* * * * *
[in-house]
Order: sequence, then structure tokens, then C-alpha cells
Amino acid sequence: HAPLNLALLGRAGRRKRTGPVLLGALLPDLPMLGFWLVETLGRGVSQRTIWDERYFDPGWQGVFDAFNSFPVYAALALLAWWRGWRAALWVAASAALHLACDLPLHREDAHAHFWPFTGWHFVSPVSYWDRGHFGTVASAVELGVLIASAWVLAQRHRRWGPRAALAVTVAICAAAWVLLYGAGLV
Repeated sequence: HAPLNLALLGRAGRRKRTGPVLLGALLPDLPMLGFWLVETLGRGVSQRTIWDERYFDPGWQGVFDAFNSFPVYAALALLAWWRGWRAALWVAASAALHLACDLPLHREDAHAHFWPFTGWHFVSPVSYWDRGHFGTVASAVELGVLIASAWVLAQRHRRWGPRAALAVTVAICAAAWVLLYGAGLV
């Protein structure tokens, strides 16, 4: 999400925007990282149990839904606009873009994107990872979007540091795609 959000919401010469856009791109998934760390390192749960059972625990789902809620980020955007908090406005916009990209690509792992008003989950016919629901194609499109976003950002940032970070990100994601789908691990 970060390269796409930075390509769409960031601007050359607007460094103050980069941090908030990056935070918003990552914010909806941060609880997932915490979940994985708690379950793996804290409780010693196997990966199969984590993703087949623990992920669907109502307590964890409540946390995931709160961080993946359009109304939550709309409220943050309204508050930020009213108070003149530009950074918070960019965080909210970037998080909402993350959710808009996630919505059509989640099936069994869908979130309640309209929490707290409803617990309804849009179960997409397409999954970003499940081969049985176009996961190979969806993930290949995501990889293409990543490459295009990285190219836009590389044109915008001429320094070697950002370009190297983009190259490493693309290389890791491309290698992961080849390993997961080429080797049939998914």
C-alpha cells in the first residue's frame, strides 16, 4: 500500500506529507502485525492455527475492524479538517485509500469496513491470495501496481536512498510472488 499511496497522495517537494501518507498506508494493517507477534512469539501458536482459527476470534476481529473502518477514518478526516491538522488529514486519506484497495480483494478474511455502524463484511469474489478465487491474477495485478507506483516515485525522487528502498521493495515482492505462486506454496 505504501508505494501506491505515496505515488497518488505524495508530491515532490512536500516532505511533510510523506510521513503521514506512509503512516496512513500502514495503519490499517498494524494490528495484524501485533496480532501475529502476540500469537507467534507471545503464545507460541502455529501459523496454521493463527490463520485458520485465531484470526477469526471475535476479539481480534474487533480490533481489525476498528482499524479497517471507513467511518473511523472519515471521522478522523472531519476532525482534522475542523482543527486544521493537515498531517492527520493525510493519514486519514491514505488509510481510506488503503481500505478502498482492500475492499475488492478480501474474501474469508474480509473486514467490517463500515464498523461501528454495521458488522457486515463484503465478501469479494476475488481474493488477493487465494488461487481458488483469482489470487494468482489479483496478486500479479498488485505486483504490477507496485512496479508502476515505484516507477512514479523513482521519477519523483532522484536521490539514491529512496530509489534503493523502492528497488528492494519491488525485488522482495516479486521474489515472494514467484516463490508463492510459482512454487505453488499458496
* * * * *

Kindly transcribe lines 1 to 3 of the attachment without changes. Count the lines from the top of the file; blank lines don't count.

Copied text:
[in-house]
Order: sequence, then structure tokens, then C-alpha cells
Amino acid sequence: HAPLNLALLGRAGRRKRTGPVLLGALLPDLPMLGFWLVETLGRGVSQRTIWDERYFDPGWQGVFDAFNSFPVYAALALLAWWRGWRAALWVAASAALHLACDLPLHREDAHAHFWPFTGWHFVSPVSYWDRGHFGTVASAVELGVLIASAWVLAQRHRRWGPRAALAVTVAICAAAWVLLYGAGLV